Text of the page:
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The Warsaw Voice » Law » September 16, 2009
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Biogas: New Income Opportunities in Rural Areas
September 16, 2009   
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The Ministry of Economy has recently unveiled a program entitled "Innovative Power-Energy Agriculture." The main objective is to create the right conditions to encourage the development of installations producing agricultural biogas. This in turn will be used to generate heat and electricity.

So what exactly is biogas? In simple terms, it is a family of gas fuels made from agricultural by-products (animal and organic waste).

The government program assumes that by 2020 there will be an average of at least one agricultural biogas works using agricultural biomass in every Polish district.

The initiative falls within the framework of Poland's international commitments arising from EU Directive 2009/28/EC on promoting the use of energy from renewable sources.

The directive on renewables set ambitious targets for Poland: 15 percent of energy from renewable sources by 2020 and a 10 percent share of renewable energy specifically in the transport sector.

Under the directive, the use of agricultural material such as animal and organic waste for biogas production has, in view of the high greenhouse gas emission saving potential, significant environmental advantages in terms of heat and power production and its use as biofuel. Thanks to their very localized nature and the regional investment structure, biogas installations have the potential to contribute significantly to sustainable development in rural areas and offer farmers new income opportunities. Moreover, agricultural by-products and animal waste are frequently stored/disposed of at farms in a way that is contrary to legal requirements.

The significant energy potential of Polish agriculture offers chances for the development of biogas in Poland. It may be possible to generate annually 5-6 billion cubic meters of biogas fulfilling the parameters of high-methane natural gas.

The capital expenditures needed to build a biogas plant to produce about 3.5-3.8 million cu m of agricultural biogas annually, which is equivalent to approximately 2.5 million cu m of high-methane quality natural gas, are estimated at 2.5 million euros. To this end, subsidies will become available for investments in agricultural biogas works under the Program for the Development of Rural Areas and programs delivered by the National Fund for Environmental Protection and Water Management.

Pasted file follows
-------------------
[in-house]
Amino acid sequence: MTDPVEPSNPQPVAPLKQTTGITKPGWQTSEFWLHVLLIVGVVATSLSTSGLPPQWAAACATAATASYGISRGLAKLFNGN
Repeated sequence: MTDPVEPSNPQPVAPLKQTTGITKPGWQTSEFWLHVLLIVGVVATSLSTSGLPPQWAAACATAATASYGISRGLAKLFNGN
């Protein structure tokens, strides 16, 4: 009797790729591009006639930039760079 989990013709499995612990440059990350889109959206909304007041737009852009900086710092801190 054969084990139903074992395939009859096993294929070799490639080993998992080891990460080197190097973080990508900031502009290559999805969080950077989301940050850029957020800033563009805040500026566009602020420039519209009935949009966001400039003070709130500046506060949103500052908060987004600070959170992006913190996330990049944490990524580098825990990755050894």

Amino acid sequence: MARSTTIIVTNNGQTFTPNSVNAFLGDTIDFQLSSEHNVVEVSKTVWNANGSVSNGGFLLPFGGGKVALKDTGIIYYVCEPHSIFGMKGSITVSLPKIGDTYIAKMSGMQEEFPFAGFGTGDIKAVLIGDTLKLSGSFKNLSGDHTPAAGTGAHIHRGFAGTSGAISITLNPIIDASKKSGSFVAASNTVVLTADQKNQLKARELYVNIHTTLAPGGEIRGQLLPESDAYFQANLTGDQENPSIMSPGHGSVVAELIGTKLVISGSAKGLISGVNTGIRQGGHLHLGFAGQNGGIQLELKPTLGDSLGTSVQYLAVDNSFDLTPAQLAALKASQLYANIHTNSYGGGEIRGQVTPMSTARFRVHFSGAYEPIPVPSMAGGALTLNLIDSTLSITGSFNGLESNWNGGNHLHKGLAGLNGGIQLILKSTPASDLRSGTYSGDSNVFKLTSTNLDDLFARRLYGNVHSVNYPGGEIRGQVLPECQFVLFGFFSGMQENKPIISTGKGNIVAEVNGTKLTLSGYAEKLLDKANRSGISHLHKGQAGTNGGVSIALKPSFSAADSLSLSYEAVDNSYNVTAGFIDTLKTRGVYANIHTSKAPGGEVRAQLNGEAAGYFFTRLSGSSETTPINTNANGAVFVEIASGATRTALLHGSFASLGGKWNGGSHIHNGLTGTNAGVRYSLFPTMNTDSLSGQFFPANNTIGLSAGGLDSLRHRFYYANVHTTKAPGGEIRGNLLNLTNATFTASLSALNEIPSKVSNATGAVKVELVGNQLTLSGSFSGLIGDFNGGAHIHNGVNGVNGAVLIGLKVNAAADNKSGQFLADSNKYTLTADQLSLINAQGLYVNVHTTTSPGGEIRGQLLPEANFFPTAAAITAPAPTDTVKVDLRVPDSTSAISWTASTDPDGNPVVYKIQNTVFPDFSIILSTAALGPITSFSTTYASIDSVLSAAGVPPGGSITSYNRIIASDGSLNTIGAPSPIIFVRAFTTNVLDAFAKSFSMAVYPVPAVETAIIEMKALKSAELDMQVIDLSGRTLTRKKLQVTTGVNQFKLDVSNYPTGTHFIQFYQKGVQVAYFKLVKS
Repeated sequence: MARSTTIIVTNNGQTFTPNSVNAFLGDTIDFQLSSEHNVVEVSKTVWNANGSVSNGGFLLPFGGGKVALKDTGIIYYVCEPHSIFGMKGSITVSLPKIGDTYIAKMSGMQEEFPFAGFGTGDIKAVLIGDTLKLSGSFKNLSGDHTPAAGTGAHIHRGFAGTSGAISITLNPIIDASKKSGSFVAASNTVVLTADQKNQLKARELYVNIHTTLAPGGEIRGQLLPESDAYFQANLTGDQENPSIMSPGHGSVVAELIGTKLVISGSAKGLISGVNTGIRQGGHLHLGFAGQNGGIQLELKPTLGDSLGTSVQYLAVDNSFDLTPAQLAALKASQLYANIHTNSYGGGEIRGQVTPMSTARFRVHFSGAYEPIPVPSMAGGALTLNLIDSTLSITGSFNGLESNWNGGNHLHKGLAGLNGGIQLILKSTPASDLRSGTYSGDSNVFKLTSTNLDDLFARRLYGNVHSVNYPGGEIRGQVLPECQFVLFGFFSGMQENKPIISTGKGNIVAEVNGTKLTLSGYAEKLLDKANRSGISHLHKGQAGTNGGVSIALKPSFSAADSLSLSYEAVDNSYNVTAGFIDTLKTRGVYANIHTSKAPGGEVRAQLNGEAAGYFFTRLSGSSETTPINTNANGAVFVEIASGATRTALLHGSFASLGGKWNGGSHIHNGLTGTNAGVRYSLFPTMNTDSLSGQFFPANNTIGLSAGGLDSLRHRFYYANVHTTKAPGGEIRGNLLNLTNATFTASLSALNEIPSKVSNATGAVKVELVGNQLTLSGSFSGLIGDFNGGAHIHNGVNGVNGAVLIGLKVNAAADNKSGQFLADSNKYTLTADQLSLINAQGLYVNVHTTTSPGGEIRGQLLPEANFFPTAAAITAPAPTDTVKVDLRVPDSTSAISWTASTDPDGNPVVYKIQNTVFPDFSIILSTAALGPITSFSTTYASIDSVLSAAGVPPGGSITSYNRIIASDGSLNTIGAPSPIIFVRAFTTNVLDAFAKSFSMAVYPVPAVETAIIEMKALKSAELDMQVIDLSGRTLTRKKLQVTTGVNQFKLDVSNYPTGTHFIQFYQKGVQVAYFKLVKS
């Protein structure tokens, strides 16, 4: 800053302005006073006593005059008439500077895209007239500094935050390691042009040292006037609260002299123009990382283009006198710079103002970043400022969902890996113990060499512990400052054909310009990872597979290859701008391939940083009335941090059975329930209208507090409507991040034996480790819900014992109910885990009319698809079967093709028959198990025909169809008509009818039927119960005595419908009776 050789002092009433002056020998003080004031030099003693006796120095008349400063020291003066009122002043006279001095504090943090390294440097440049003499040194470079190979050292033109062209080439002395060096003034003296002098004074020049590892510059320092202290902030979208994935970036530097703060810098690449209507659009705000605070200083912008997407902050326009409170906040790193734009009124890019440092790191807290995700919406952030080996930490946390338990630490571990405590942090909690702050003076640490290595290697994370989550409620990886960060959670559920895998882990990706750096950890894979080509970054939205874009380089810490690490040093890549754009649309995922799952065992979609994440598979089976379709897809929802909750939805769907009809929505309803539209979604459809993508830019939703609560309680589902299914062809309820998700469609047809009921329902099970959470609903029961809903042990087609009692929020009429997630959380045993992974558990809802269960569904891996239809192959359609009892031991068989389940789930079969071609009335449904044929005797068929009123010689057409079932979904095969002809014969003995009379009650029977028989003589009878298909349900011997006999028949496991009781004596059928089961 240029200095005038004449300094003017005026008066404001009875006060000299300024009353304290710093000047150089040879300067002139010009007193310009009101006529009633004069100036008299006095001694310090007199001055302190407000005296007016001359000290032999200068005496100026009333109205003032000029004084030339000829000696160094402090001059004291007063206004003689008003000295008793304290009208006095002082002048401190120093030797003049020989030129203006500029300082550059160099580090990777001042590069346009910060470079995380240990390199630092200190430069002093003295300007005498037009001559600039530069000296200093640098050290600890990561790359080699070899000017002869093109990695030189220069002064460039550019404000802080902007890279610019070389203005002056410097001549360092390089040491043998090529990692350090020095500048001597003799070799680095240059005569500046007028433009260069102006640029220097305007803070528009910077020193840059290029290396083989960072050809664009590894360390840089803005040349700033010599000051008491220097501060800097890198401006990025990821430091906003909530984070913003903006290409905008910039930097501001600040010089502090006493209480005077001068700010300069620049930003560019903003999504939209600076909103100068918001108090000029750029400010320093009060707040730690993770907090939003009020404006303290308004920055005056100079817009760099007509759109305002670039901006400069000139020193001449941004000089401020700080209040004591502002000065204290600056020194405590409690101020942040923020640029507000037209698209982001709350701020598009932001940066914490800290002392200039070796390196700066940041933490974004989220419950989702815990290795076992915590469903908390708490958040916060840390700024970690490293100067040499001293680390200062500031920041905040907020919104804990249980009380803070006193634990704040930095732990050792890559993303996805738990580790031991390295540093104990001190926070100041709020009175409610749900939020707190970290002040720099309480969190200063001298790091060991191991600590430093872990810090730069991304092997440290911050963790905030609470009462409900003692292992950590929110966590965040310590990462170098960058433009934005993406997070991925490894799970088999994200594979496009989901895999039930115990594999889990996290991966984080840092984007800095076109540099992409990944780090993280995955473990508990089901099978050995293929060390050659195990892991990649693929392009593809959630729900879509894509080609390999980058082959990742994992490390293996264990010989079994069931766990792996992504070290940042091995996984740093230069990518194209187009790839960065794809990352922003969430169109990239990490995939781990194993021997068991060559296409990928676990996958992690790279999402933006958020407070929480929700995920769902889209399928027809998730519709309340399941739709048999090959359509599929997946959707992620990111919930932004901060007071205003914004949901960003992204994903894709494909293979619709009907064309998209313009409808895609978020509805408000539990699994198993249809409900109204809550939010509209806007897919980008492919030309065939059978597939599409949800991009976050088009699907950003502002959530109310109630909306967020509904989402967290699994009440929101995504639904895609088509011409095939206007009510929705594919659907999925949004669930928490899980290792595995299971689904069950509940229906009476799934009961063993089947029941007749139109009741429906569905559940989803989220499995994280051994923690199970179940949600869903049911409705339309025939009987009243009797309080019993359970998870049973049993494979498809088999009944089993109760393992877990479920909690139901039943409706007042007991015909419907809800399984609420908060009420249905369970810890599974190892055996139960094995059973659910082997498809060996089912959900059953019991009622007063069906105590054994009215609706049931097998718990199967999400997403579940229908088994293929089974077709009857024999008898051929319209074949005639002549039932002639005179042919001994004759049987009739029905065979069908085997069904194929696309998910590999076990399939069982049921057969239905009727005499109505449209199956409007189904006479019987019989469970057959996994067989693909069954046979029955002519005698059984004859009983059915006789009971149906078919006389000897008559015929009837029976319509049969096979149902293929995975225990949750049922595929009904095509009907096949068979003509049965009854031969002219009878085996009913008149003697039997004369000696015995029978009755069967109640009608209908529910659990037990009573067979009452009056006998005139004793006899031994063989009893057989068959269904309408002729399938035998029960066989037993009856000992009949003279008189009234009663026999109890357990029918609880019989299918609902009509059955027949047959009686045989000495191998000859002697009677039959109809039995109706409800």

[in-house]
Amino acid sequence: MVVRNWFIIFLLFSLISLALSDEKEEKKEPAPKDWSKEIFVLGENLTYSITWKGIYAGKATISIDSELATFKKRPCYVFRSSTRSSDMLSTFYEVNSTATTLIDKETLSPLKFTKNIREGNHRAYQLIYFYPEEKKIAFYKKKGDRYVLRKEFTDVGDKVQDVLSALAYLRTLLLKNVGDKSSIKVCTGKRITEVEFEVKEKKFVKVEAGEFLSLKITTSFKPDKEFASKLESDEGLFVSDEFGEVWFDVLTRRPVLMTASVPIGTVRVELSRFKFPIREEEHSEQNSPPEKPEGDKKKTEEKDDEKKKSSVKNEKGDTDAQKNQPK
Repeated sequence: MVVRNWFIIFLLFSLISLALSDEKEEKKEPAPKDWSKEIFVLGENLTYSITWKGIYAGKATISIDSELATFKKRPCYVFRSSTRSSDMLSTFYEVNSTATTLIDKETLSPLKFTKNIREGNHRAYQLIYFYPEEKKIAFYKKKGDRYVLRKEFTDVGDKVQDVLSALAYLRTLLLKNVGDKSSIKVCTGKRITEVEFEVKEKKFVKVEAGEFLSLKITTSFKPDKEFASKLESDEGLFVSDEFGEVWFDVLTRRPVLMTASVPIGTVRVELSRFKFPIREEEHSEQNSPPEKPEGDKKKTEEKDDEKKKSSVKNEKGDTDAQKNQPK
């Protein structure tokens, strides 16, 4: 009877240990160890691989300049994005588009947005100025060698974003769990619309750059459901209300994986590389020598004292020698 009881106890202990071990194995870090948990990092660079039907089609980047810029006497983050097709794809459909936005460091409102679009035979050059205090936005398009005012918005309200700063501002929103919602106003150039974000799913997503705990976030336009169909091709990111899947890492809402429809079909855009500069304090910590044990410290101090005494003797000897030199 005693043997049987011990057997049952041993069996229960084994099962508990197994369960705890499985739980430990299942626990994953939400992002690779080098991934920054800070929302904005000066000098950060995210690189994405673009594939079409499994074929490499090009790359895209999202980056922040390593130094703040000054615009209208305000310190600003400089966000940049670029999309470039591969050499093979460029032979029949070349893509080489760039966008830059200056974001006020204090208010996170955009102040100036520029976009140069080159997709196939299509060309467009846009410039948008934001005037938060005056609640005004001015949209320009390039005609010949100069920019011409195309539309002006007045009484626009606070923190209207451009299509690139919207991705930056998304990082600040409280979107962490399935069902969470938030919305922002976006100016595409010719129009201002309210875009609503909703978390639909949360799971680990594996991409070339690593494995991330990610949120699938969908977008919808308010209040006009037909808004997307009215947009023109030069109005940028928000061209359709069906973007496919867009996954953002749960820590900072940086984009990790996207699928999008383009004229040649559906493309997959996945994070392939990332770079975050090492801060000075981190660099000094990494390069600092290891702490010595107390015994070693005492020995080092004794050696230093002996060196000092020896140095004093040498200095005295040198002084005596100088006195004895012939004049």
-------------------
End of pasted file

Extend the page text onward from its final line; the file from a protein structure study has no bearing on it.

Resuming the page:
The "Innovative Power-Energy Agriculture" program also encompasses a number of legislative changes, including amendments to the 1997 Energy Law. These deal mainly with certificates of origin, quality issues and a range of technical and legal matters.

The first draft of legislative changes has already been presented in parliament. It aims to create a legal basis for connecting biogas works to low-pressure gas pipelines, whether already existing or under construction as part of local initiatives. This is to enable deliveries to consumers in rural areas, especially areas where the supply of natural gas is not feasible. The proposed approach for supporting biogas is based on a system of transferable certificates of origin for agricultural biogas. From the positive experience in the existing system of supporting energy generated from other renewables, the proposed certification scheme for biogas system would involve certificates of origin for electricity generated from renewable sources of energy (so-called green certificates).

A certificate of origin confirms that electricity has been generated by the given energy company from renewable sources. It is issued by the Chairman of the Energy Regulatory Office. Every year distributors and sellers of power to end users have an obligation to purchase and present green certificates to the Chairman of the Energy Regulatory Office for redemption or to pay substitute fees.

Plans are under way to introduce preferential taxation for energy produced from renewables and tax breaks for investments in biogas works and users of biogas.

To aid construction and development, amendments will be made to planning regulations to categorize agricultural biogas works as public-purpose investment projects.

This is a brave new world we are entering into, in more ways than one. Agricultural biogas works might be a part of it. To take best advantage of the opportunities available, greater funding is also needed for Poland's science institutions such as the Warsaw University of Technology. Many public and private institutions are following developments closely and around 30 companies have registered for lobbying purposes in respect of this legislation.

Bartosz Clemenz, counsel at Salans law firm
Piotr Czembor, associate at Salans law firm
Paweł Krzykowski, associate at Salans law firm
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